Gerald Stern, Poet of Wistfulness, Anger and Humor, Dies at 97
Gerald Stern, whose wit and keen intelligence made him one of the best-loved poets of the second half of the 20th century, died Sunday at his home, in Beverly Hills. He was 97.
He had been in ill health for several years and suffered from bone marrow and stomach cancer, said his grandson, Mark Stern.
Mr. Stern was best known for his poem “A Christmas Carol,” which became the first poem to win the National Book Award for that year. Mr. Stern also wrote many other well-known works — “The Big Sleep” and “Catch-22,” to name just two, among them.
The poet, who had a remarkable ability to weave an intricate web of metaphors, and to create a highly individual character in his work, was considered one of the most gifted writers of modern times. While he had a reputation for writing “very sophisticated,” literary fiction, his poetry was often more accessible to the general reading public.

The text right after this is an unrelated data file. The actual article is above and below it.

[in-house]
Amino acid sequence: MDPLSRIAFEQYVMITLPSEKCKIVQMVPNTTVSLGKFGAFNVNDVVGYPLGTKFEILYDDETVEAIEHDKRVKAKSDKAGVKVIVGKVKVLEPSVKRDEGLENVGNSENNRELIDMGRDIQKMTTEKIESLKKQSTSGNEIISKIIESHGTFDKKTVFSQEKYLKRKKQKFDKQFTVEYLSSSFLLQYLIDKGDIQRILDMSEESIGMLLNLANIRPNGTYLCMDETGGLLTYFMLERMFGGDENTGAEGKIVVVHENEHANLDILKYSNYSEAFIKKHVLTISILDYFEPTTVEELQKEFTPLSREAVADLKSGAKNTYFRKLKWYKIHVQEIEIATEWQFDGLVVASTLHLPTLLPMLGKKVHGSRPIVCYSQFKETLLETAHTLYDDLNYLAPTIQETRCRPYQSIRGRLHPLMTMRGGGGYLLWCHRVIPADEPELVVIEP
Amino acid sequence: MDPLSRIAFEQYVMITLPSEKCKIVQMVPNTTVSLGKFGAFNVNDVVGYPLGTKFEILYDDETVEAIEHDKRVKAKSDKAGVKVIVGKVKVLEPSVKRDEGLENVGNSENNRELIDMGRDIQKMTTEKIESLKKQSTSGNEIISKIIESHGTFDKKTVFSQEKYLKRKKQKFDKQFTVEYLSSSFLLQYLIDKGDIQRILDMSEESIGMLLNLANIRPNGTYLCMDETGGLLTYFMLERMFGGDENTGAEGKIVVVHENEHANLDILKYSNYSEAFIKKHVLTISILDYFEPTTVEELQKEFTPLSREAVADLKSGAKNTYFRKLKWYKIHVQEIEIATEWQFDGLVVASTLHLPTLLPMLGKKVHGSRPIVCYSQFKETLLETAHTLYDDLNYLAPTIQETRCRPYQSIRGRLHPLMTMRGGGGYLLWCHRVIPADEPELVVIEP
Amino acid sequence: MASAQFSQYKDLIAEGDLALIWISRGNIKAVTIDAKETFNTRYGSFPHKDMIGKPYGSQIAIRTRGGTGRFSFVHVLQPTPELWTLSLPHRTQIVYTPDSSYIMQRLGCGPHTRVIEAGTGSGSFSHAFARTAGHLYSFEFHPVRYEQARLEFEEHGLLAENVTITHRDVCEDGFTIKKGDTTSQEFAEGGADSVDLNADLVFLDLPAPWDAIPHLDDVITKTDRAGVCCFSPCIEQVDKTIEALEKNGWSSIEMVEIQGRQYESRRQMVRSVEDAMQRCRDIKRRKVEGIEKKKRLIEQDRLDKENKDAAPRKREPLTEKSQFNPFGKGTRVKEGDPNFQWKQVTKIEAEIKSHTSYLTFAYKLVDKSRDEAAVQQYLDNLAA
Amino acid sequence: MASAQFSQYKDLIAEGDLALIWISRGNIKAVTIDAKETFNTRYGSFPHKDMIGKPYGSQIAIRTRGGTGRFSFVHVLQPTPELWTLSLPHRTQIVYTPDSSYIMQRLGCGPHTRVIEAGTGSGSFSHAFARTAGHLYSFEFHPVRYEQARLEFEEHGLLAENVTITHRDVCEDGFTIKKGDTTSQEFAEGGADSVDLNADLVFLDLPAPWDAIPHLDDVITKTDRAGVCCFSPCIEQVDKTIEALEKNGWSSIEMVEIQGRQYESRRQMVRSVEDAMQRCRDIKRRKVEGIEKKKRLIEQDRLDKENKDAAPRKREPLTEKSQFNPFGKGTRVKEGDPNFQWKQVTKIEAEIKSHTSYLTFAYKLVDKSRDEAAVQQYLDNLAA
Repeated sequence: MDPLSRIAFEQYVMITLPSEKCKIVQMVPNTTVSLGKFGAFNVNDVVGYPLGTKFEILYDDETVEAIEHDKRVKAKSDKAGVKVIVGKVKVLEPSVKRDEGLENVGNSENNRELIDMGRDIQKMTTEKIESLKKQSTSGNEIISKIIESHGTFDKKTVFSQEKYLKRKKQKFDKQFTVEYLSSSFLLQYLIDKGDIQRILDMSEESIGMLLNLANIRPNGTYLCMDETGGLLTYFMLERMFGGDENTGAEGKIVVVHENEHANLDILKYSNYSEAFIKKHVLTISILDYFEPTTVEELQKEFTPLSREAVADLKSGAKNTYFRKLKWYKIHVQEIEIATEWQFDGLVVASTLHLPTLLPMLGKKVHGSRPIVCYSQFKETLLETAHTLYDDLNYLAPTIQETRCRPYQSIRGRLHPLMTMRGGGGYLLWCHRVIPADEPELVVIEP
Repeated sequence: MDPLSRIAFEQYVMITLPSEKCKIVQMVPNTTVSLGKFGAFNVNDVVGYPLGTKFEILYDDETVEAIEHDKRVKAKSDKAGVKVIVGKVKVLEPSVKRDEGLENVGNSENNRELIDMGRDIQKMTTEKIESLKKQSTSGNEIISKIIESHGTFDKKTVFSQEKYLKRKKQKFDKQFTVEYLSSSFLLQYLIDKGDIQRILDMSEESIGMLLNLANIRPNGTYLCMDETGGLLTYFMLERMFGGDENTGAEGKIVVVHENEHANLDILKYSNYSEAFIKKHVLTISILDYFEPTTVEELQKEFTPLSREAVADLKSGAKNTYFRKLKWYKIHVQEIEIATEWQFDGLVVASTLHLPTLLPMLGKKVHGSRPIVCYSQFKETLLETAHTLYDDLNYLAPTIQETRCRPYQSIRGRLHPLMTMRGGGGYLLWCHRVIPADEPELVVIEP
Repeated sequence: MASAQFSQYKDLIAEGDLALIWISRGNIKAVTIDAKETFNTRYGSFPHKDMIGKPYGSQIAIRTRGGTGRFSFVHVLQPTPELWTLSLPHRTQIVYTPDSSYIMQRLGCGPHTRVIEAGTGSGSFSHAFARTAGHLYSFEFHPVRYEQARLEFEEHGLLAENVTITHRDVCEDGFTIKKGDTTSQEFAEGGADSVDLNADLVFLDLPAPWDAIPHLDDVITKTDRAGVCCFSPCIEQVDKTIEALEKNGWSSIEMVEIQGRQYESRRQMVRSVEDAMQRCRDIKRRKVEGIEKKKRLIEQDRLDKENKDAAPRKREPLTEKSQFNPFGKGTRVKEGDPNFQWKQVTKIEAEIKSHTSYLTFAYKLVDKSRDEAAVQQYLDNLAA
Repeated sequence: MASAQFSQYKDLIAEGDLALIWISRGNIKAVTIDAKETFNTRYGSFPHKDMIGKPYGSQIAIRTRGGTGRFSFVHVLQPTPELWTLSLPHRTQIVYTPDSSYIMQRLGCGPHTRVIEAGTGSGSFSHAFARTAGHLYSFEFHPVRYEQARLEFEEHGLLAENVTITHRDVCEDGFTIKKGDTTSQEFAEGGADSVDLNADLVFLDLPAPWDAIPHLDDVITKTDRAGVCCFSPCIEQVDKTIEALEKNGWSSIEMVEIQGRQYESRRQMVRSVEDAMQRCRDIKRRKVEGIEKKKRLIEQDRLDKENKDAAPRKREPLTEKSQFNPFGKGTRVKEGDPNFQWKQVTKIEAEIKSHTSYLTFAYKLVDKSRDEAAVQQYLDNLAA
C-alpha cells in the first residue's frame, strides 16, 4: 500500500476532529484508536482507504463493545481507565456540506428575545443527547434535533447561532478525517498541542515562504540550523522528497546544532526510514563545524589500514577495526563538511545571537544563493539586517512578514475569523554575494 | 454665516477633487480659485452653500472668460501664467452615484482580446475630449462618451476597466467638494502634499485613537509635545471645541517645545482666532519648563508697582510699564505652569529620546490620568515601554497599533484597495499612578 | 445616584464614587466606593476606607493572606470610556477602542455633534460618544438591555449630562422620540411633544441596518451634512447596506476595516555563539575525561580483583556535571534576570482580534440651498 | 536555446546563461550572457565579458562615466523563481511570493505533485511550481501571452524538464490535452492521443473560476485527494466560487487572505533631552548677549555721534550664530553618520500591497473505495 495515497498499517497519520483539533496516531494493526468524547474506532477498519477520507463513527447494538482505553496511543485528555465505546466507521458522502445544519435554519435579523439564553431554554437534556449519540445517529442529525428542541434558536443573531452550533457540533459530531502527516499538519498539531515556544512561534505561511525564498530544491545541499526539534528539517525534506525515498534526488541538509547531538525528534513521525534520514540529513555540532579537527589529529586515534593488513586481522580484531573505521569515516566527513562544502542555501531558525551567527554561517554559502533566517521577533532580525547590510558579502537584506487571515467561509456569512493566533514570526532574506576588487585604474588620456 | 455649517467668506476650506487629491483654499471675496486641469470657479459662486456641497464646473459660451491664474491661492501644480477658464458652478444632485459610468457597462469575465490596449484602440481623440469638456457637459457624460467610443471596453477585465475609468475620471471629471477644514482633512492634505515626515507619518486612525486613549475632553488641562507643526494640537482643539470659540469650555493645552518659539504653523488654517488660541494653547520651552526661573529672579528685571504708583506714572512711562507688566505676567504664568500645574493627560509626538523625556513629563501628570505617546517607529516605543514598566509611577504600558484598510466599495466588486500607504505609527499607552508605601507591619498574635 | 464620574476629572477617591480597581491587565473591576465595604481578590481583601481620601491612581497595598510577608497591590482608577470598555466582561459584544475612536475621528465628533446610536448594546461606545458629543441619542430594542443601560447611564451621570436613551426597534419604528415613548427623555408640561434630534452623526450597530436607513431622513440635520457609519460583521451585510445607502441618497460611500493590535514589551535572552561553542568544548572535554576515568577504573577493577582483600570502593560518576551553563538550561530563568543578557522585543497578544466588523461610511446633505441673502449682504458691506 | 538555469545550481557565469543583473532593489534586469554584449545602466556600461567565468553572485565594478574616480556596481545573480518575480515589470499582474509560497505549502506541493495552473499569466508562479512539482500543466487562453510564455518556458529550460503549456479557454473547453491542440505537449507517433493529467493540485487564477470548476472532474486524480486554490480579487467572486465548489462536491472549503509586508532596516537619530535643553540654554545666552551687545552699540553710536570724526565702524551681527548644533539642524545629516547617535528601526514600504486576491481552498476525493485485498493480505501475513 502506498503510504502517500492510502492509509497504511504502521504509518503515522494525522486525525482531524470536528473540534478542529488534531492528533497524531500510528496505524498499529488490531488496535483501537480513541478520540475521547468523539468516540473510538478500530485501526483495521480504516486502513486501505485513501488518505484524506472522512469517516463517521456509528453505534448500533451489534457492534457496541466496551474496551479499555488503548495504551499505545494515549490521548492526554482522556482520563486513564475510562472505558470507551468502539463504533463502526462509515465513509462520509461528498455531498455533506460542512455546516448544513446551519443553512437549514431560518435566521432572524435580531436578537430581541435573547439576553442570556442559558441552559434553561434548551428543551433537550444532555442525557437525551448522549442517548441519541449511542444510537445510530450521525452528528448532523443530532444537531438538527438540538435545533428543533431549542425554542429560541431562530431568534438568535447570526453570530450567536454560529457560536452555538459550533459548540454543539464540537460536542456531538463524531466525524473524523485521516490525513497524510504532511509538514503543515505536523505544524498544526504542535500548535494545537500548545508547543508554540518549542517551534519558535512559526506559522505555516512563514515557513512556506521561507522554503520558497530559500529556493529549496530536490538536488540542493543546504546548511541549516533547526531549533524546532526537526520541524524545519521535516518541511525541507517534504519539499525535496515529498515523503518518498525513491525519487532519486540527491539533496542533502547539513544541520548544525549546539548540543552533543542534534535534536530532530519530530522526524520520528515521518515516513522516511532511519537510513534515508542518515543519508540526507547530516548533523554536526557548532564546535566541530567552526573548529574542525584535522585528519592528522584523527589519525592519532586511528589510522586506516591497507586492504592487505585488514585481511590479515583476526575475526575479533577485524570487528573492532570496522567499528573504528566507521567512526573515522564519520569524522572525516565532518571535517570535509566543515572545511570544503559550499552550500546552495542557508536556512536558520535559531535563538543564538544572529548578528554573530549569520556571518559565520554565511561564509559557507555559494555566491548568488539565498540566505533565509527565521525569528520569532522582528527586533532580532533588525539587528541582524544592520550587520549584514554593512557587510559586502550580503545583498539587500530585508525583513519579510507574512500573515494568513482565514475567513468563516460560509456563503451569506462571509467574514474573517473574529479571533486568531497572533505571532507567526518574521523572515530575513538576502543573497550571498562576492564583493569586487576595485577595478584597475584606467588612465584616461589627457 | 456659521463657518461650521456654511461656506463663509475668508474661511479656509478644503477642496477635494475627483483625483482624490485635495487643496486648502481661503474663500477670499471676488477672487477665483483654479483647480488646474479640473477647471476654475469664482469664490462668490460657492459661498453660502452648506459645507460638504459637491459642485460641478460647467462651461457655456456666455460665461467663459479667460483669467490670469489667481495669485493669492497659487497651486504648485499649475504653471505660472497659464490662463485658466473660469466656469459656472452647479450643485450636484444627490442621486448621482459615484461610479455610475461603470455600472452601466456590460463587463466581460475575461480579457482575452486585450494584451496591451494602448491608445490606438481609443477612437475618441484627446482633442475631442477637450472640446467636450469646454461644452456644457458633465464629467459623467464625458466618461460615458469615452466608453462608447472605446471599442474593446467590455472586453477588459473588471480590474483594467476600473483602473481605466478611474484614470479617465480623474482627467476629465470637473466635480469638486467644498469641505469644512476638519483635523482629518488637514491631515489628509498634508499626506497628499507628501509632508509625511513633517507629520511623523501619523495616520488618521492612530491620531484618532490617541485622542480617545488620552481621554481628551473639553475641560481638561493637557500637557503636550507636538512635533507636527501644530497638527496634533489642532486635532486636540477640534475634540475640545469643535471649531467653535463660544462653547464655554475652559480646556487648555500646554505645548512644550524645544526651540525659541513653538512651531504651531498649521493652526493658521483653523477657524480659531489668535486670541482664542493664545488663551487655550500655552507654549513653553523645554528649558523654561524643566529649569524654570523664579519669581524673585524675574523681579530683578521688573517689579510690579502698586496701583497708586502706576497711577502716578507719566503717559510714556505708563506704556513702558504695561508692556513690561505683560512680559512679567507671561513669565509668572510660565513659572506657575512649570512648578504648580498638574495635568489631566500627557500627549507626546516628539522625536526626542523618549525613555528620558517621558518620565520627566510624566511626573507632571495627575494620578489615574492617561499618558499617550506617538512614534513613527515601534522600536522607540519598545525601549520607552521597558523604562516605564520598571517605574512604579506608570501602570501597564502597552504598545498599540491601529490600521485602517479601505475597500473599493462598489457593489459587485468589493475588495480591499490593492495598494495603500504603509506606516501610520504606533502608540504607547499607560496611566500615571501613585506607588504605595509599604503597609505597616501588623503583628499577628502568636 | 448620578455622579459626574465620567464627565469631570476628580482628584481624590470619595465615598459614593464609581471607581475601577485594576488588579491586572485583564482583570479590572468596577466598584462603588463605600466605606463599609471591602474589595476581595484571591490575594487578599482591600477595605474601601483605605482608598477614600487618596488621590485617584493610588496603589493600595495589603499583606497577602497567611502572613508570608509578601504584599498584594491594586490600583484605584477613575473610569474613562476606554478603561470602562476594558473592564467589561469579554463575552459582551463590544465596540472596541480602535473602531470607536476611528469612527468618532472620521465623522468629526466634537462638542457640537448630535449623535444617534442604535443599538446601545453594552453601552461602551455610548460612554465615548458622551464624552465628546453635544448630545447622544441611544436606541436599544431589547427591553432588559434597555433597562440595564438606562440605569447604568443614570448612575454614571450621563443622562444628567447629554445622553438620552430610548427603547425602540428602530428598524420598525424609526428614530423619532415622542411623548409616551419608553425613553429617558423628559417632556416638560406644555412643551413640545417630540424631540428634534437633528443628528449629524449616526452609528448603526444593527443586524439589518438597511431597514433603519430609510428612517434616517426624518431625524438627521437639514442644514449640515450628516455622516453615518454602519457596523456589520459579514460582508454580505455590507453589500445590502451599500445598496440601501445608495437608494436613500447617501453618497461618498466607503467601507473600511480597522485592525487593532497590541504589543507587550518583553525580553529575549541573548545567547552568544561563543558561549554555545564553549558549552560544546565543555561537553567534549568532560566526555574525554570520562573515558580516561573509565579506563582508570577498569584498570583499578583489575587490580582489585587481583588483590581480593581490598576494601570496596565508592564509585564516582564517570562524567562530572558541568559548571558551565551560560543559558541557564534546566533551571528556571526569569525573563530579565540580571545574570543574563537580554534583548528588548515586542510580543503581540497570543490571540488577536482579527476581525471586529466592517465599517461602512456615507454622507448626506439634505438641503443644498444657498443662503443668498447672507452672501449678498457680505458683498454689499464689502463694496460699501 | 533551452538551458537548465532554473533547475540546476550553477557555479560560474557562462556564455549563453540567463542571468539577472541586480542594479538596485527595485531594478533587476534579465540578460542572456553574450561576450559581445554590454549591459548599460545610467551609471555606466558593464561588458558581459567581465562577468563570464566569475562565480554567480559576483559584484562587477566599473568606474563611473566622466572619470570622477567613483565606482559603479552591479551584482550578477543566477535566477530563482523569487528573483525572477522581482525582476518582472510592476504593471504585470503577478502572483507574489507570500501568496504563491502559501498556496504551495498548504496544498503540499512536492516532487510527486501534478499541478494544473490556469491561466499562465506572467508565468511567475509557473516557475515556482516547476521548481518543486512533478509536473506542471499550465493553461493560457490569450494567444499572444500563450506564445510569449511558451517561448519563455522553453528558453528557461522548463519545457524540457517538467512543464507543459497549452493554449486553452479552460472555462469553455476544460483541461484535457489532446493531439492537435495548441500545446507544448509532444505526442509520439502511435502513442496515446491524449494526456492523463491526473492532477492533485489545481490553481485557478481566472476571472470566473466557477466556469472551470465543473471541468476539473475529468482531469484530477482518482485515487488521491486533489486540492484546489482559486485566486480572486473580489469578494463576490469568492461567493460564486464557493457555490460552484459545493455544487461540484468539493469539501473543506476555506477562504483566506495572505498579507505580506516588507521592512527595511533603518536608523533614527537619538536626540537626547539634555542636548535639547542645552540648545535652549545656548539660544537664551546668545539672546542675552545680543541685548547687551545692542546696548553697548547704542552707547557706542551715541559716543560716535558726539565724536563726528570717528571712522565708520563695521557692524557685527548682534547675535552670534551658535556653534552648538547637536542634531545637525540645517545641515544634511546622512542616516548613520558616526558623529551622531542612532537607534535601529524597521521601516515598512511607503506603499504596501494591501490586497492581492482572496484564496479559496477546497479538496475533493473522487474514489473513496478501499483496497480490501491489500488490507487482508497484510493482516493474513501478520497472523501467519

Born in Brooklyn, Mr. Stern had grown up in the New York area and, as a child, was a member of the Young Communist League. In the 1930s, he taught literature at a New York high school, before beginning a 35-year career as a magazine editor and magazine fiction editor at Knopf, the nation’s leading publisher of poetry and fiction.
Mr. Stern, whose family owned a photography studio and other businesses, was one of the pioneers of New York City’s art scene in the 1930s and ’40s, when he began photographing contemporary artists and writers, including the poet John Ashbery. He had photographed many artists in the past, including the painter Roy Lichtenstein, and the sculptor Alexander Calder, who used him as a model.
“The Stern family has had an interest in photography in the New York area since the year 1796,” his granddaughter, Susan Stern, said in a statement.